Production is on the road for a total of 54 weeks: 15–16
New York debut November 16, 1891 at Niblo's Garden
|May 1897||A Round of Pleasure||Harry Spaulding||Knickerbocker Theatre, New York|
|October 4, 1897–||The Proper Caper||Achille||Hoyt's Theatre, New York|
Produced by Gustave Frohman
Cast includes Henry Bergman, Amelia Bingham, Alice Fischer
|November 22, 1897–||The White Heather||Dick Beach||Academy of Music, New York|
Written by Cecil Raleigh and Henry Hamilton, produced by Charles Frohman
|February 13–March 25, 1899||Her Atonement||Charles Le Roy||Academy of Music, New York|
Produced by Charles Frohman
|March 29, 1899–||At the White Horse Tavern||Frederick Siedler||Wallack's Theatre, New York|
Produced by Charles Frohman
Bennett replaces Joseph Holland
|May 9, 1899–||His Excellency the Governor||Captain Rivers||Lyceum Theatre, New York|
Written by Robert Marshall, produced by Charles Frohman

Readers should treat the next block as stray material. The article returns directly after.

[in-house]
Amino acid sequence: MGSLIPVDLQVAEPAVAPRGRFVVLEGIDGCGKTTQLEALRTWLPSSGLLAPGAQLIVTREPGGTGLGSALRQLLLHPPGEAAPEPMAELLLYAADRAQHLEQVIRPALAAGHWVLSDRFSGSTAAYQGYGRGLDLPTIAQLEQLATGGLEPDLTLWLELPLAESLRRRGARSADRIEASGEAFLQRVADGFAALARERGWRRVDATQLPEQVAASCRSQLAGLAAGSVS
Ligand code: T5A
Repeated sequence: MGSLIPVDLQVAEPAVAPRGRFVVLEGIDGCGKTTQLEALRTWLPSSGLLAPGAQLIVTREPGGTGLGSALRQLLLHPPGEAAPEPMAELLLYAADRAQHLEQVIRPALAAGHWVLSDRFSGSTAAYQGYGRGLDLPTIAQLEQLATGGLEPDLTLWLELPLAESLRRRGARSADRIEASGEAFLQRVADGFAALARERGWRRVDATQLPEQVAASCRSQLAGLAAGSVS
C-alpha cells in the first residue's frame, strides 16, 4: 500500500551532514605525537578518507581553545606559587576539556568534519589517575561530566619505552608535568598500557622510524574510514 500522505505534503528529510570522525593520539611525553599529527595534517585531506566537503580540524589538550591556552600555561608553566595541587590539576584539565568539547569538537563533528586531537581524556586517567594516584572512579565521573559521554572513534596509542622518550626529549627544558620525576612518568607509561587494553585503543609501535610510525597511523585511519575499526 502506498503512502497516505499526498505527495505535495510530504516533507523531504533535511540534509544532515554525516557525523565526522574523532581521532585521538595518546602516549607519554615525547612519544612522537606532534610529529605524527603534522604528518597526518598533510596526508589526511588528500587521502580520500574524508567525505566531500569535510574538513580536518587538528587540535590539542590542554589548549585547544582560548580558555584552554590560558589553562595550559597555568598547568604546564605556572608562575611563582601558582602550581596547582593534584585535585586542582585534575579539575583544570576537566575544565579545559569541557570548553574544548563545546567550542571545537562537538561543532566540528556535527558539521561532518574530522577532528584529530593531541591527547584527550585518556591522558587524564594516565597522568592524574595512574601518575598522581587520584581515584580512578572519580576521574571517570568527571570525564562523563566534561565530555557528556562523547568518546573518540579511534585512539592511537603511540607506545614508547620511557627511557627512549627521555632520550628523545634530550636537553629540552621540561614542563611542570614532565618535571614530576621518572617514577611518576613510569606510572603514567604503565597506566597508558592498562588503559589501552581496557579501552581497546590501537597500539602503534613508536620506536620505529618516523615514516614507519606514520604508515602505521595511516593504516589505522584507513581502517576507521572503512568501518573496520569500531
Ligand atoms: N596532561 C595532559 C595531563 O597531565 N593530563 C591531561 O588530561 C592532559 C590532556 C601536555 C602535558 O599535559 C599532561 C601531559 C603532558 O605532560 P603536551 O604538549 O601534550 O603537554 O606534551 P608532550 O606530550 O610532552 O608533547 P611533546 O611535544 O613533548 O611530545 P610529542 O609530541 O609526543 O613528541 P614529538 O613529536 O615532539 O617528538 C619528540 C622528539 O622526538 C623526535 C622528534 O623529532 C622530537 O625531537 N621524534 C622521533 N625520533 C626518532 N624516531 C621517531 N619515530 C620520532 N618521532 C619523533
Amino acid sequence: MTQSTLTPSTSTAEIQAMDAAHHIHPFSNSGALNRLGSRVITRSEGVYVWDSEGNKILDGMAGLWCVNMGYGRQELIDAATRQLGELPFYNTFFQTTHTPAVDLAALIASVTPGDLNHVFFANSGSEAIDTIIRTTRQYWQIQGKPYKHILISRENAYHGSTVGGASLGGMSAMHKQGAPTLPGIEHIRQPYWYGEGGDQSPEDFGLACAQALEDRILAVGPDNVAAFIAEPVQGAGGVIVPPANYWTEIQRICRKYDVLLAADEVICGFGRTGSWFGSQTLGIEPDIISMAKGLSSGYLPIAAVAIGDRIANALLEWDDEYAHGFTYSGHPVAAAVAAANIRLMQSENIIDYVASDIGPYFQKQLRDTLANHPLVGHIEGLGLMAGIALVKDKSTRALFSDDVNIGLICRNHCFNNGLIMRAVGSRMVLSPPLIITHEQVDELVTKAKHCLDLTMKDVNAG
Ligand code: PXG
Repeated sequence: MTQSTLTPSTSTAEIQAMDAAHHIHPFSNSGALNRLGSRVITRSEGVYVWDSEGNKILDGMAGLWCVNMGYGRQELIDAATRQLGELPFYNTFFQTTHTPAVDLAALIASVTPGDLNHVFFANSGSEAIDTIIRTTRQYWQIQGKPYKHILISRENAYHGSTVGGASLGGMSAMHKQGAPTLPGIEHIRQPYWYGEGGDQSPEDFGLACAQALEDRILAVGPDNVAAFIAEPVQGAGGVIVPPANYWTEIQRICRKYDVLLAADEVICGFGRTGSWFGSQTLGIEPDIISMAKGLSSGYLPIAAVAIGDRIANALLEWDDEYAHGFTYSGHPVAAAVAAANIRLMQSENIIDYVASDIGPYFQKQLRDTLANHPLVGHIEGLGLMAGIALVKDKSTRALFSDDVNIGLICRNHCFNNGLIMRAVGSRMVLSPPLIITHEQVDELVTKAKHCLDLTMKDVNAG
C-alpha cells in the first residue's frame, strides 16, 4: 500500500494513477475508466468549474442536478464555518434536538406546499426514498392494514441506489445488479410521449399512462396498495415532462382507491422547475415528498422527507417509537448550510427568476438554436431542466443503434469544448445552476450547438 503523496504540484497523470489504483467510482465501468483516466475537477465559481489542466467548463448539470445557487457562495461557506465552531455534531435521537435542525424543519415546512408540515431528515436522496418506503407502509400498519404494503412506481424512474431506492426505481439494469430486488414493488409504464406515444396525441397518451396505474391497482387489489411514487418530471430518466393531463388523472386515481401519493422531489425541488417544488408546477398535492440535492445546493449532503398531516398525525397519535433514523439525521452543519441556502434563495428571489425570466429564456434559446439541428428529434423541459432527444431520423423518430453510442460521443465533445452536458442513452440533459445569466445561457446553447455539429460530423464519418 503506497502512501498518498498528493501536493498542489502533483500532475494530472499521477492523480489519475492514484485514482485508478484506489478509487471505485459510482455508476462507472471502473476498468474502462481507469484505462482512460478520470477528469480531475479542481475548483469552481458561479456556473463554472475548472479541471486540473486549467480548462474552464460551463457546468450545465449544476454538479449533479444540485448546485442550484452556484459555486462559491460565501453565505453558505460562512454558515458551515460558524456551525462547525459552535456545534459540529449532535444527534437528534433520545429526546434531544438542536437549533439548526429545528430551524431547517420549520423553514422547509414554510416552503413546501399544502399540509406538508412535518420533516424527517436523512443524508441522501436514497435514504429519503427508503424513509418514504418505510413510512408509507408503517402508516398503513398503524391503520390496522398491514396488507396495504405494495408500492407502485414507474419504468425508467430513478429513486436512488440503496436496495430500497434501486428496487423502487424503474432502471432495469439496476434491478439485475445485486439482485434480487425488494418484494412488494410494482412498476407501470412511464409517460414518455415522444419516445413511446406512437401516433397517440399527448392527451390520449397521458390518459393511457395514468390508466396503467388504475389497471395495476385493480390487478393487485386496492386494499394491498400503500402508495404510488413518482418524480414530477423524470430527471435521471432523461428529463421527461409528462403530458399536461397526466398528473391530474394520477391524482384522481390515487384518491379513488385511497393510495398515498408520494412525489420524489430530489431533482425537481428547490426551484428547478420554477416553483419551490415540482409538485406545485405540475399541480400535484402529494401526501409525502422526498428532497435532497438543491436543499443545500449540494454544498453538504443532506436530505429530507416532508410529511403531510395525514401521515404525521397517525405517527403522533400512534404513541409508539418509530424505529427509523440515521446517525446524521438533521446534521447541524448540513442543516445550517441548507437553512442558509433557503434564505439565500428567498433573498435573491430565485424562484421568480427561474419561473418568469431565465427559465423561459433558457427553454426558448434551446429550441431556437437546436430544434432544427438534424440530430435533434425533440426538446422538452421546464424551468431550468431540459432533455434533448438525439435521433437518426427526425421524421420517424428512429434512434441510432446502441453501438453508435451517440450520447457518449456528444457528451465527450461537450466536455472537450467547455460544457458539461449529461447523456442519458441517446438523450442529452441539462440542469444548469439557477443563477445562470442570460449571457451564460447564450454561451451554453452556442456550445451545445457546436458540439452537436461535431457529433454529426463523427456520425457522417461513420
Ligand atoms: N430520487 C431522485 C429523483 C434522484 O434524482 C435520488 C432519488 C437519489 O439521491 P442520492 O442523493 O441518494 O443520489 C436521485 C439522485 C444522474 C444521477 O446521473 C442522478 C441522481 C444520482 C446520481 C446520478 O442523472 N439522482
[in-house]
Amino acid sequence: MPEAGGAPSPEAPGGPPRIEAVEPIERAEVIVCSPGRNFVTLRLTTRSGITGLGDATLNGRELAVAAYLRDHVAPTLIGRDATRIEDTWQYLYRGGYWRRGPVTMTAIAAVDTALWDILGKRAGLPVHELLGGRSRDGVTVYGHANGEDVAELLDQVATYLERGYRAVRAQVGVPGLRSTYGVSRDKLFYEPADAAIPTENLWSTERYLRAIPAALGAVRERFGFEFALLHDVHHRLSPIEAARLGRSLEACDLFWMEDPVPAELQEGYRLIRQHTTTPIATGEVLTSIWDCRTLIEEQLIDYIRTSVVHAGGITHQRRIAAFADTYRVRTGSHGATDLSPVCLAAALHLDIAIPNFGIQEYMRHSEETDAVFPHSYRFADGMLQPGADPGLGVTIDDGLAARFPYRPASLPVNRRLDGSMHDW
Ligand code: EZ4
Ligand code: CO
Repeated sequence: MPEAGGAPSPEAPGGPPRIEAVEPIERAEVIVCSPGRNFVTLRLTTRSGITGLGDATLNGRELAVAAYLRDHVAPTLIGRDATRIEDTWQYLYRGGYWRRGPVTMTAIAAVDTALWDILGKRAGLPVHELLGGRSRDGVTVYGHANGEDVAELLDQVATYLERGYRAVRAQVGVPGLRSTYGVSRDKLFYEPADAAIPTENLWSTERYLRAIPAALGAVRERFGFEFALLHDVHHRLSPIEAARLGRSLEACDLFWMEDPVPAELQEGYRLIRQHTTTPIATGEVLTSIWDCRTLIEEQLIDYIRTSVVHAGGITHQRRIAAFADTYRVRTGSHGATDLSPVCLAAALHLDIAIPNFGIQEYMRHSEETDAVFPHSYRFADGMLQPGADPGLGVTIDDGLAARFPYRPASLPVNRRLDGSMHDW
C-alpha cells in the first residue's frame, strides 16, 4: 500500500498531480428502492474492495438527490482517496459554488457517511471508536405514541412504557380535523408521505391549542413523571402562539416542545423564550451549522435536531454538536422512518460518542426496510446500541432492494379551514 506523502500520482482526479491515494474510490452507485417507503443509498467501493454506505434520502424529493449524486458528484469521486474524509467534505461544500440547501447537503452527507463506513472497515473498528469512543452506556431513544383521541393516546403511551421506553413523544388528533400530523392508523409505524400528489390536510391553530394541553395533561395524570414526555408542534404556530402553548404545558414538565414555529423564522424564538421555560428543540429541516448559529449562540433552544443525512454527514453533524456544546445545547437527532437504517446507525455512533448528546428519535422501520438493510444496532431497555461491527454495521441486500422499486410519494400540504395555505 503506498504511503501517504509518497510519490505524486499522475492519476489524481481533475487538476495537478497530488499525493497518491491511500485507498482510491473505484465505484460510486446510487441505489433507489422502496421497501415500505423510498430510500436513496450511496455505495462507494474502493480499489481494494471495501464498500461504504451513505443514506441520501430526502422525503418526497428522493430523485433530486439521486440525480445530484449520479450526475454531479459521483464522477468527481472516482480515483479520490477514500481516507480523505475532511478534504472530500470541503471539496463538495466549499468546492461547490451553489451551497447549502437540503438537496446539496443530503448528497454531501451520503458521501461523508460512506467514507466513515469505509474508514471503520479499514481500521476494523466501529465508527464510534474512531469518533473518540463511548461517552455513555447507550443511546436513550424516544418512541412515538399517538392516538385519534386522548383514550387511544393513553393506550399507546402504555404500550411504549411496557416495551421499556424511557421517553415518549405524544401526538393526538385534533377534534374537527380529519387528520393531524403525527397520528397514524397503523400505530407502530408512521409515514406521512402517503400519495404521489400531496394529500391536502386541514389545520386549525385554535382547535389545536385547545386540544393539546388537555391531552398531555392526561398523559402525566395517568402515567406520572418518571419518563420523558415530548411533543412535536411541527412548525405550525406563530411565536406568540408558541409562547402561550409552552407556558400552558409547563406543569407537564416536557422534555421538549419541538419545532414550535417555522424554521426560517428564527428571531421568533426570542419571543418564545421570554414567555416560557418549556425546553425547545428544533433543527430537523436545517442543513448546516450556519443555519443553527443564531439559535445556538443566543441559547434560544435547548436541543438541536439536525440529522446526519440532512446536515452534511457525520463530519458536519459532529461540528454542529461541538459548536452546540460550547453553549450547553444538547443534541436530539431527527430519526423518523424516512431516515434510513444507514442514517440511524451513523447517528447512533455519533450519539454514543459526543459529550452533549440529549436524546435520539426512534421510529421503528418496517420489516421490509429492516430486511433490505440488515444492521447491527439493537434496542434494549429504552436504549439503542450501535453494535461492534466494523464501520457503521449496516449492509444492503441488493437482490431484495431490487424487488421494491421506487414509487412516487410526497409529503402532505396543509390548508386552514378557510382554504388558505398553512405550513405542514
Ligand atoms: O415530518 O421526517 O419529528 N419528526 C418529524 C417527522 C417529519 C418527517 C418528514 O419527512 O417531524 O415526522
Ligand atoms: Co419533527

|March 26–April 1900||Twelve Months Later||Frederick Siedler||Hoyt's Theatre, New York|
Sequel to At the White Horse Tavern
|September 5, 1901–February 1902||A Royal Family||Father Anselm||Lyceum Theatre, New York|
Written by Robert Marshall, produced by Charles Frohman
|December 30, 1901–February 1902||Sweet and Twenty||Villain||Hoyt's Theatre, New York|
Written by Basil Hood, produced by Charles Frohman
|October 20–November 1902||His Excellency the Governor||Captain Rivers||Garrick Theatre, New York|
|November 17, 1902–January 1903||Imprudence||Jimmy Greaves||Empire Theatre, New York|
|October 19–December 1903||The Best of Friends||The Boer Boy||Academy of Music, New York|
Written by Cecil Raleigh, produced by Charles Frohman
Cast includes Lionel Barrymore
|December 29, 1903–May 1904||The Other Girl||Mr. Taylor||Criterion Theatre, Empire Theatre, Lyceum Theatre, New York|
Cast includes Lionel Barrymore (Mr. Sheldon), Elsie de Wolfe (Estelle Kitteridge), Frank Worthing (Dr. Clifton Bradford)
|September 5, 1905–||Man and Superman||Hector Malone, Jr.||Hudson Theatre, New York|
Written by George Bernard Shaw, produced by Charles Dillingham
Cast includes Edward Abeles (Henry Straker), Clara Bloodgood (Violet Robinson), Fay Davis (Anne Whitefield), Alfred Hickman (Octavius Robinson), Robert Loraine (John Tanner)
|November 20, 1905–||The Lion and the Mouse||Jefferson Ryder||Lyceum Theatre, Grand Opera House, Hudson Theatre, Academy of Music, New York|
Written by Charles Klein, produced by Henry B. Harris